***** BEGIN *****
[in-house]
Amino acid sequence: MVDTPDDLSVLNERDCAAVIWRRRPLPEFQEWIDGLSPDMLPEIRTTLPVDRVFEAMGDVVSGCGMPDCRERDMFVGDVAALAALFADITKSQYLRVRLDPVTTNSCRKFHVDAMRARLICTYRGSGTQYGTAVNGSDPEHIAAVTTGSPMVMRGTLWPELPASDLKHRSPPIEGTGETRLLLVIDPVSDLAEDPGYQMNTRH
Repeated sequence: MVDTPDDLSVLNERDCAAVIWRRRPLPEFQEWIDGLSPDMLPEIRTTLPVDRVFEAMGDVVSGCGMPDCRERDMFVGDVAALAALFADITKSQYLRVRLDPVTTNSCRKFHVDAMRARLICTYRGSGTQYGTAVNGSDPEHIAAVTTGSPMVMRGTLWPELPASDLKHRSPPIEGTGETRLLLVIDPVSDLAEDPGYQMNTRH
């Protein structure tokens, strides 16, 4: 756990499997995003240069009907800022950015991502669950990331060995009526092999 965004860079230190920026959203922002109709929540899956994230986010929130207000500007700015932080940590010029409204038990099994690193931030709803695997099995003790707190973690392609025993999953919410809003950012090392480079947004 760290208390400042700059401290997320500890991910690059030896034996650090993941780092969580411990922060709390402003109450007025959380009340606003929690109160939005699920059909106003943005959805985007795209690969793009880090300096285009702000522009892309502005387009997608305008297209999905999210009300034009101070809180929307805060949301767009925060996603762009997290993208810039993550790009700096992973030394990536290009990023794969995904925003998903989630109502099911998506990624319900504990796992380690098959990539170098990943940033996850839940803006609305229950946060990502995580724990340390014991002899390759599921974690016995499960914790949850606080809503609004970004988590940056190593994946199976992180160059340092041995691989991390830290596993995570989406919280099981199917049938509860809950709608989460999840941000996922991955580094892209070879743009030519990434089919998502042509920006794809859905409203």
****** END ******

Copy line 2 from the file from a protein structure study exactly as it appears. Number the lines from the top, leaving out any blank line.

Amino acid sequence: MVDTPDDLSVLNERDCAAVIWRRRPLPEFQEWIDGLSPDMLPEIRTTLPVDRVFEAMGDVVSGCGMPDCRERDMFVGDVAALAALFADITKSQYLRVRLDPVTTNSCRKFHVDAMRARLICTYRGSGTQYGTAVNGSDPEHIAAVTTGSPMVMRGTLWPELPASDLKHRSPPIEGTGETRLLLVIDPVSDLAEDPGYQMNTRH